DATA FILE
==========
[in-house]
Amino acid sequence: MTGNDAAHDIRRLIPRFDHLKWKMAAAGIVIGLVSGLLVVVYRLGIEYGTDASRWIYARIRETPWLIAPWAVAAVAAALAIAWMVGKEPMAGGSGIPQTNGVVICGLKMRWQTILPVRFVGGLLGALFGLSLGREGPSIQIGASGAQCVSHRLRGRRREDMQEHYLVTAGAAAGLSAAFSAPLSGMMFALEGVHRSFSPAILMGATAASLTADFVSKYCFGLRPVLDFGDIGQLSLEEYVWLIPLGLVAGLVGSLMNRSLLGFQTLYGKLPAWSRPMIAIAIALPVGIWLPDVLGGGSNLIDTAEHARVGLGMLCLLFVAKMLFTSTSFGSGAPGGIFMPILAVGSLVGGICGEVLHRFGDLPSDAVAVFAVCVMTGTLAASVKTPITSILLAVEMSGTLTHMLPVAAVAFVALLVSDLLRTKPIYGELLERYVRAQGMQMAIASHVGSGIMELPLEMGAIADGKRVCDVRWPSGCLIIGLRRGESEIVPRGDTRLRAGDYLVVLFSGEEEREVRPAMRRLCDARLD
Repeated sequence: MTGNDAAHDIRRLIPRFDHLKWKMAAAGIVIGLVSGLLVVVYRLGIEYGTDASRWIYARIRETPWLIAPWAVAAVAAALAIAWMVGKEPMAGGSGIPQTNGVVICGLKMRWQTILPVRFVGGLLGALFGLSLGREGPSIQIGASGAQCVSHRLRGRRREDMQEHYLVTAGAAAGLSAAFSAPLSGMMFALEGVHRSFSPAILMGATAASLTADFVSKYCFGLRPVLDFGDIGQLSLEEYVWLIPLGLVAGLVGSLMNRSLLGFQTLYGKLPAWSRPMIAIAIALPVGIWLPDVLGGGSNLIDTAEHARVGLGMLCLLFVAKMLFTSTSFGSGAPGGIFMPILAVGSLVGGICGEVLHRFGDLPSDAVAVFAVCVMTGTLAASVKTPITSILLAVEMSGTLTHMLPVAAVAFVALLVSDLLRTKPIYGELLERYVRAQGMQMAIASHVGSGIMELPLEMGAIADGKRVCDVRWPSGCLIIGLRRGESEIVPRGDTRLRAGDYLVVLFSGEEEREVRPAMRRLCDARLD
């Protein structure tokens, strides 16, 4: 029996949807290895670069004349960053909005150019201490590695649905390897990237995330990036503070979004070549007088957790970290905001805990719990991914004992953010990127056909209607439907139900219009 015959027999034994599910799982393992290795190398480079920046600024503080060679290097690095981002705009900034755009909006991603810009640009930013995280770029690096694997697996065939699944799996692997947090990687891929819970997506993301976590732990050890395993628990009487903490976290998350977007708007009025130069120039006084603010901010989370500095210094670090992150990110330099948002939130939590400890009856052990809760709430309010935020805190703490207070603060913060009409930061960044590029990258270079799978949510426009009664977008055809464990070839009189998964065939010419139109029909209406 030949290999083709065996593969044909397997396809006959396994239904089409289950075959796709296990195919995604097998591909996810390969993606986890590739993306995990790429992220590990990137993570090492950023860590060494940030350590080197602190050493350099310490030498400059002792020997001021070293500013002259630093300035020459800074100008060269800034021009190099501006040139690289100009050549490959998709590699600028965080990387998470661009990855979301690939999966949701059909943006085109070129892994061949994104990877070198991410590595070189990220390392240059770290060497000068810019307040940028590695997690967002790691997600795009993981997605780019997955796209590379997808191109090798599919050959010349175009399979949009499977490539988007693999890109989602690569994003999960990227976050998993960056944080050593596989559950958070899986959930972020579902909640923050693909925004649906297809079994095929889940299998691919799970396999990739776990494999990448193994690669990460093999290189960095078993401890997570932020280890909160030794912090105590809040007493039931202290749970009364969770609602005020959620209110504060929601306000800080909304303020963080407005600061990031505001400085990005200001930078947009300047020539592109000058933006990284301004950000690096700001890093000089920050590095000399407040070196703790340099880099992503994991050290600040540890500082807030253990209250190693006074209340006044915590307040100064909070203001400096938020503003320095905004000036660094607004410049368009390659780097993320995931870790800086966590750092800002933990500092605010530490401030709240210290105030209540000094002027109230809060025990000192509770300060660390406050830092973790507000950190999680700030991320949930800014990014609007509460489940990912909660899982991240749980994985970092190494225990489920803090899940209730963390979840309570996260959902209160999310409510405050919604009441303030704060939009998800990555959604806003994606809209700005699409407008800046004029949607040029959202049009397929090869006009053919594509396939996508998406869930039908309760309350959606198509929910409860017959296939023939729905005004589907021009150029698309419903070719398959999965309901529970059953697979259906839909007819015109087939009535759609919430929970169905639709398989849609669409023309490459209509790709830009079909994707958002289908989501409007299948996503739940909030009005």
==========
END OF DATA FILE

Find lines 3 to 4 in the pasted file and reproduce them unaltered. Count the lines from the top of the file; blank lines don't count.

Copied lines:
Repeated sequence: MTGNDAAHDIRRLIPRFDHLKWKMAAAGIVIGLVSGLLVVVYRLGIEYGTDASRWIYARIRETPWLIAPWAVAAVAAALAIAWMVGKEPMAGGSGIPQTNGVVICGLKMRWQTILPVRFVGGLLGALFGLSLGREGPSIQIGASGAQCVSHRLRGRRREDMQEHYLVTAGAAAGLSAAFSAPLSGMMFALEGVHRSFSPAILMGATAASLTADFVSKYCFGLRPVLDFGDIGQLSLEEYVWLIPLGLVAGLVGSLMNRSLLGFQTLYGKLPAWSRPMIAIAIALPVGIWLPDVLGGGSNLIDTAEHARVGLGMLCLLFVAKMLFTSTSFGSGAPGGIFMPILAVGSLVGGICGEVLHRFGDLPSDAVAVFAVCVMTGTLAASVKTPITSILLAVEMSGTLTHMLPVAAVAFVALLVSDLLRTKPIYGELLERYVRAQGMQMAIASHVGSGIMELPLEMGAIADGKRVCDVRWPSGCLIIGLRRGESEIVPRGDTRLRAGDYLVVLFSGEEEREVRPAMRRLCDARLD
């Protein structure tokens, strides 16, 4: 029996949807290895670069004349960053909005150019201490590695649905390897990237995330990036503070979004070549007088957790970290905001805990719990991914004992953010990127056909209607439907139900219009 015959027999034994599910799982393992290795190398480079920046600024503080060679290097690095981002705009900034755009909006991603810009640009930013995280770029690096694997697996065939699944799996692997947090990687891929819970997506993301976590732990050890395993628990009487903490976290998350977007708007009025130069120039006084603010901010989370500095210094670090992150990110330099948002939130939590400890009856052990809760709430309010935020805190703490207070603060913060009409930061960044590029990258270079799978949510426009009664977008055809464990070839009189998964065939010419139109029909209406 030949290999083709065996593969044909397997396809006959396994239904089409289950075959796709296990195919995604097998591909996810390969993606986890590739993306995990790429992220590990990137993570090492950023860590060494940030350590080197602190050493350099310490030498400059002792020997001021070293500013002259630093300035020459800074100008060269800034021009190099501006040139690289100009050549490959998709590699600028965080990387998470661009990855979301690939999966949701059909943006085109070129892994061949994104990877070198991410590595070189990220390392240059770290060497000068810019307040940028590695997690967002790691997600795009993981997605780019997955796209590379997808191109090798599919050959010349175009399979949009499977490539988007693999890109989602690569994003999960990227976050998993960056944080050593596989559950958070899986959930972020579902909640923050693909925004649906297809079994095929889940299998691919799970396999990739776990494999990448193994690669990460093999290189960095078993401890997570932020280890909160030794912090105590809040007493039931202290749970009364969770609602005020959620209110504060929601306000800080909304303020963080407005600061990031505001400085990005200001930078947009300047020539592109000058933006990284301004950000690096700001890093000089920050590095000399407040070196703790340099880099992503994991050290600040540890500082807030253990209250190693006074209340006044915590307040100064909070203001400096938020503003320095905004000036660094607004410049368009390659780097993320995931870790800086966590750092800002933990500092605010530490401030709240210290105030209540000094002027109230809060025990000192509770300060660390406050830092973790507000950190999680700030991320949930800014990014609007509460489940990912909660899982991240749980994985970092190494225990489920803090899940209730963390979840309570996260959902209160999310409510405050919604009441303030704060939009998800990555959604806003994606809209700005699409407008800046004029949607040029959202049009397929090869006009053919594509396939996508998406869930039908309760309350959606198509929910409860017959296939023939729905005004589907021009150029698309419903070719398959999965309901529970059953697979259906839909007819015109087939009535759609919430929970169905639709398989849609669409023309490459209509790709830009079909994707958002289908989501409007299948996503739940909030009005």